Nim community and contributions
Compared to 2019, we see a 20% increase of people who have already contributed to Nim! And there are almost three times as many people who haven’t contributed to Nim so far but plan to do that in the future. We’re looking forward to this :)
The most frequent reasons for not contributing (yet) are: lack of time, and lack of skill/experience.
In the past we haven’t stressed enough the importance of community donations, which is reflected in this graph: only 10% of our users have made a donation in the past. We are happy to see that two thirds of our users plan to do it in the future, which will help us to have more manpower to fix the most important bugs more promptly and work on some exciting new features.
We’ve asked you how satisfied you are with the Nim tooling:
Most of our users use Nimble package manager and they are very satisfied with it. Fewer users picked Choosenim as their way of installing and updating Nim, but those who did are quite satisfied with what it has to offer.
Nim doc is generally liked by those who use it, as is Nimpretty. Nimsuggest is liked a bit less than other tools (high CPU and memory consumption), but you’ll be glad to hear that our plans for 2021 include making Nimsuggest more robust, and less CPU and memory hungry.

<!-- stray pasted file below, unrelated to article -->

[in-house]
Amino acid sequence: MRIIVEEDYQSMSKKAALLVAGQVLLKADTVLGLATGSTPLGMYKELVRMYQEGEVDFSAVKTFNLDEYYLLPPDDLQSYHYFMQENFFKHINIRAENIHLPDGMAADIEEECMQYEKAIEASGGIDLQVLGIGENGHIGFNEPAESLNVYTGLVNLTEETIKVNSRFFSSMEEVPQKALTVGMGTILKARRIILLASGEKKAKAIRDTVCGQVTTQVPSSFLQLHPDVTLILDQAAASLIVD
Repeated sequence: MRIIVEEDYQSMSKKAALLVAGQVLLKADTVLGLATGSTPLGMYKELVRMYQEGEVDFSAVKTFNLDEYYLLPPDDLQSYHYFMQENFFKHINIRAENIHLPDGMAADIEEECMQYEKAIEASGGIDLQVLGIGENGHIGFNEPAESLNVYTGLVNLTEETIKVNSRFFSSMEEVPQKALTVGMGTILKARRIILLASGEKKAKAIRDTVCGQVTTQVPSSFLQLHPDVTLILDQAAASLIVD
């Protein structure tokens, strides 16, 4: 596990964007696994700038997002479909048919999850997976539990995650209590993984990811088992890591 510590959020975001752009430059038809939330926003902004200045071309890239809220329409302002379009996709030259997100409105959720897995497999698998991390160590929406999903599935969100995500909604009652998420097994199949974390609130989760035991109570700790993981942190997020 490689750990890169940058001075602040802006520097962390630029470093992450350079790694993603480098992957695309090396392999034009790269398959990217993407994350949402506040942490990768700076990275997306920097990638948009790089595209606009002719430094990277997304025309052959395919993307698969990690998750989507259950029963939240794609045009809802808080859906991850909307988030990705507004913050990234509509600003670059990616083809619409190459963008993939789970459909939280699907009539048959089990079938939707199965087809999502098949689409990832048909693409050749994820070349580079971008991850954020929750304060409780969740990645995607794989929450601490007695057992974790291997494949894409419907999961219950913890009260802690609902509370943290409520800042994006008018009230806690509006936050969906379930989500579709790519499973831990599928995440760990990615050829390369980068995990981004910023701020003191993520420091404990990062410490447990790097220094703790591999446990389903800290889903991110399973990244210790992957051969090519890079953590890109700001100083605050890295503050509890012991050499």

Nim in 2021 and beyond
According to the votes, fixing compiler bugs should be our first priority: 55% of our users find it very important, with only 18% of votes for “low priority” and “current situation is ok”. We will continue to work on it, and we appreciate any community effort on this: we already have several individuals continuously helping us with fixing compiler bugs (thank you!), and we’d benefit from more.
Improving the tooling is very high on the priority list for our users (higher than in 2019), and especially for those users who use Nim professionally. We’re happy to announce that, thanks to our partnership with Status, improving the developer tooling is one of the goals for 2021.